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SYNOPSIS: Eilis Lacey (Saoirse Ronan), a young Irish immigrant begins navigating her way through 1950s Brooklyn. Lured by the promise of America, Eilis departs Ireland and the comfort of her mother's home for the shores of New York City. The initial shackles of homesickness quickly diminish as a fresh romance sweeps Eilis into the intoxicating charm of love. But soon, her new vivacity is disrupted by her past, and Eilis must choose between two countries, two men - and the lives that exist within.

Review by Louise Keller:
Superbly told, this engrossing 50s romantic drama captures our imagination in all things - big and small. Nick Hornby's skilful screen adaptation of Colm Toibin's novel highlights every little detail, which in turn, allows us to understand the tumultuous journey of the film's protagonist, played by the talented Saoirse Ronan. Ronan has a great capacity for stillness on screen, allowing the audience to feel what her character is feeling. As Eilis, the innocent young girl who leaves her home in Ireland with the stars of opportunity in her eyes, we are there with her all the way, as she discovers new horizons and puts the old ones in perspective. It's a story about choices: two men and two countries. Director John Crowley has made a wonderful film that satisfies totally and offers great rewards both intellectually and emotionally.

It is no coincidence that the film begins in the grocer shop of the town busybody, who puts everyone down as a matter of course. We remember every little detail of the scene, which is critical for the final payoff. That is where we meet Eilis (Ronan), a timid little mouse, who works there on Sundays. But not for long: she is about to embark on a ship to New York, where her sister Rose (Fiona Glascott) has made arrangements with the kindly Father Flood (Jim Broadbent) for accommodation in Brooklyn, at a boarding house for Irish girls. We feel the tangible bond between Eilis and Rose, as well as their pain when they say goodbye. The life that Rose has orchestrated for Eilis is one that she, as principal carer for their ageing mother (Jane Brennan), will never have and selflessly gifts to her sister.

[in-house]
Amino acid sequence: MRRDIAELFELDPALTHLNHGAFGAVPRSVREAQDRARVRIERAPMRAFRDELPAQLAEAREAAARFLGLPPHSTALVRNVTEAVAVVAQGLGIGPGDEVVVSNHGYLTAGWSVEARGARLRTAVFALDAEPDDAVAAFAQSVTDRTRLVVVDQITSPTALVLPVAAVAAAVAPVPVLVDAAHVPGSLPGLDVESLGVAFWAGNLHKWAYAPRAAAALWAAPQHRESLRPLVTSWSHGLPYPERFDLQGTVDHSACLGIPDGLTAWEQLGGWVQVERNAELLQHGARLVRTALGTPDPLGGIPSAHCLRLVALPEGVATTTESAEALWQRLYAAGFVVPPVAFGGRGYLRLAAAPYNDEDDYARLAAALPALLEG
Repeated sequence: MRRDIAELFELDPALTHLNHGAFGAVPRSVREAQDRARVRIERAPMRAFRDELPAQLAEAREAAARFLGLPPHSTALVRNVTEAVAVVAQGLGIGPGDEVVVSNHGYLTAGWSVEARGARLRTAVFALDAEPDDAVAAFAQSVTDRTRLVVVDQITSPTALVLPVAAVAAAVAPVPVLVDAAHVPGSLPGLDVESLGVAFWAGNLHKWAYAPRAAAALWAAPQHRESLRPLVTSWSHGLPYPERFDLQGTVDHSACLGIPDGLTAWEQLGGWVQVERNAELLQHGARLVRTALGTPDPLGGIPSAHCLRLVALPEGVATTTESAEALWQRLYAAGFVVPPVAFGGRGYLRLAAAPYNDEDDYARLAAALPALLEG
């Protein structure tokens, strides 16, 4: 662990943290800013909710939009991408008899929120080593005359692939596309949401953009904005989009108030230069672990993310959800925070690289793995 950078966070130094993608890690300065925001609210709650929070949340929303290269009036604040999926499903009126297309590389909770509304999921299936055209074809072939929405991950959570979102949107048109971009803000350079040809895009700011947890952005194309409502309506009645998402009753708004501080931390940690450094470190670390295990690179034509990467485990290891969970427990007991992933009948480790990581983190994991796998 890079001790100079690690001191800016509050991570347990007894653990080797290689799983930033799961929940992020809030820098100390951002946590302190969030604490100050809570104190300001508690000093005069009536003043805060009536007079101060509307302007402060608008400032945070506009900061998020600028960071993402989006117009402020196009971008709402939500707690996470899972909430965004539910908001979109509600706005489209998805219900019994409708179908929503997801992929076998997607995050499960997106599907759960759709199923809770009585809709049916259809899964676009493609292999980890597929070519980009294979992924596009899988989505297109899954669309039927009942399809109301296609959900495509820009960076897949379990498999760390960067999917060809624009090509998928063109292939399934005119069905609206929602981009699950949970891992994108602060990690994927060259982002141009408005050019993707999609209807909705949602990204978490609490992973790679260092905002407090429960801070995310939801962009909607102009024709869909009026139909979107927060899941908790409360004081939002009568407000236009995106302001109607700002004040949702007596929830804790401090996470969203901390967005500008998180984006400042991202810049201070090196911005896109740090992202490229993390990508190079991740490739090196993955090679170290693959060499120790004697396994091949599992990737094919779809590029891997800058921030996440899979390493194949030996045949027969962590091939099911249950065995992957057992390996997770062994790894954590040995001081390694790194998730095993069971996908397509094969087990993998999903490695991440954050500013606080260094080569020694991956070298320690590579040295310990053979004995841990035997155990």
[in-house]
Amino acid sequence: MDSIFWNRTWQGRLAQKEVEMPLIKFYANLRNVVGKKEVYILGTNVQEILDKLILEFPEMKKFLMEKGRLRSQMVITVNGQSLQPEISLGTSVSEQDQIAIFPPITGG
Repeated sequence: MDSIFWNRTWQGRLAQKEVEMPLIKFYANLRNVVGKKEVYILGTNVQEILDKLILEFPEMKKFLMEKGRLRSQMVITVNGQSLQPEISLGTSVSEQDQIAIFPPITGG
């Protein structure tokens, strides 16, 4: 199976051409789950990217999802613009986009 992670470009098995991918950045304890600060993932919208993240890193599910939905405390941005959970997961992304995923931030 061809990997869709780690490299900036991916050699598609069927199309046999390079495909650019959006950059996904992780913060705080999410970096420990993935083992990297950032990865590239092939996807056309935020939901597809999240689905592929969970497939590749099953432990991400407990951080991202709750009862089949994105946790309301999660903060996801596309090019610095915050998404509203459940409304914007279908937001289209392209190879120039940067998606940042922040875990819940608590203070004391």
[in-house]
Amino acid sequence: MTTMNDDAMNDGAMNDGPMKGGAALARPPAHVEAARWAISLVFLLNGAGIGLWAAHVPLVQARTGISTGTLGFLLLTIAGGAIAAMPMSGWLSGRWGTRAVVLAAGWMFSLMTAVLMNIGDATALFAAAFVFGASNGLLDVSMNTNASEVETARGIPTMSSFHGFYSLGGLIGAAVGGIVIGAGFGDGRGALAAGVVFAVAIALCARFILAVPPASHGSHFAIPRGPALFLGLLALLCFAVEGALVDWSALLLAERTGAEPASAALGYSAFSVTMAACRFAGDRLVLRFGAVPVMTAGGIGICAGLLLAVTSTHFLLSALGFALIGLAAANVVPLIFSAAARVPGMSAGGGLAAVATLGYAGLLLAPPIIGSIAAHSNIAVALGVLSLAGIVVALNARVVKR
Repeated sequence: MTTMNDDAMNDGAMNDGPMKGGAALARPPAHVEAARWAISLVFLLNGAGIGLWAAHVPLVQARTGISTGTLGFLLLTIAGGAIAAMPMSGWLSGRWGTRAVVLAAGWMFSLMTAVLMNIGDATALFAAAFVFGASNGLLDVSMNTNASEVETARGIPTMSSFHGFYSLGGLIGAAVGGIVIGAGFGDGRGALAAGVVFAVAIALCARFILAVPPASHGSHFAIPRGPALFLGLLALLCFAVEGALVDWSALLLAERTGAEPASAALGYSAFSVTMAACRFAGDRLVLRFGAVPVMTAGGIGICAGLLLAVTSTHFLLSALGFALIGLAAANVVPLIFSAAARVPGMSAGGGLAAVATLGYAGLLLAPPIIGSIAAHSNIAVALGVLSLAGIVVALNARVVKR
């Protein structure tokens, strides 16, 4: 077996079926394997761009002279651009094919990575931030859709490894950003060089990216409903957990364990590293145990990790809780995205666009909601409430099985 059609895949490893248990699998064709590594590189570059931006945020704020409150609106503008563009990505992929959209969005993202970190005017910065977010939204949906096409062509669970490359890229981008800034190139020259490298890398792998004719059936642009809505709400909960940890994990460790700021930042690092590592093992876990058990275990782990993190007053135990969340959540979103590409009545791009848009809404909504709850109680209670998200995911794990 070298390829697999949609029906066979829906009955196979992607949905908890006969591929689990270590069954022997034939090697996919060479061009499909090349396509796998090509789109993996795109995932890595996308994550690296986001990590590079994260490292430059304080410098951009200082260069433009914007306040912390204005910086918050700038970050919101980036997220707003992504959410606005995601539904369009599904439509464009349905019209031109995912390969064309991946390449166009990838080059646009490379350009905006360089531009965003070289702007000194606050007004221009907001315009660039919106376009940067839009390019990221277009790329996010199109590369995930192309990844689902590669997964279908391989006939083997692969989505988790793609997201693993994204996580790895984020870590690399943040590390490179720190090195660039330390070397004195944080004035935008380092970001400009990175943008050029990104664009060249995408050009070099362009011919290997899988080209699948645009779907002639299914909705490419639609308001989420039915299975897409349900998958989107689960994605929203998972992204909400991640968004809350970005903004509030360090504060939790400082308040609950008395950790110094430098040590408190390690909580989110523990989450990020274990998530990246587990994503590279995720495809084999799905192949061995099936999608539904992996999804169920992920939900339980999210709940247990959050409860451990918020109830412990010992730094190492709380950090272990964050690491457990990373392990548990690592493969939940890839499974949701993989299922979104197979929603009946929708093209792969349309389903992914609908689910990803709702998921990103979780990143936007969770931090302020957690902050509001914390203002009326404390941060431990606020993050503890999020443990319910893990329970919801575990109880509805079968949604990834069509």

The transformation of Eilis from timid, homesick Irish girl to a woman who knows what she wants is a gradual thing. We are there through the trials and tribulations on the outward journey, the settling in at the boarding house and the requirements at the upmarket department store in which she works. The scene in which Father Flood is called to treat Eilis' bout of homesickness is memorable in many ways and Broadbent embodies a wise, kind soul who knows exactly what to say and do.

The development of the relationship between Eilis and Tony (Emory Cohen, endearing), the Italian plumber she meets at the weekly Irish dance is delightful. Cohen's Tony is reminiscent of Marlon Brando in the 50s and I loved the way the boarding house girls school Eilis in the art of eating spaghetti before the inevitable dinner, when Tony takes her home to meet the family. There's a gentle purity about their relationship and a welcome simplicity about Tony, who prefers Eilis to do the talking. 'Taps drip; toilets get blocked. What else is there to know about plumbing?'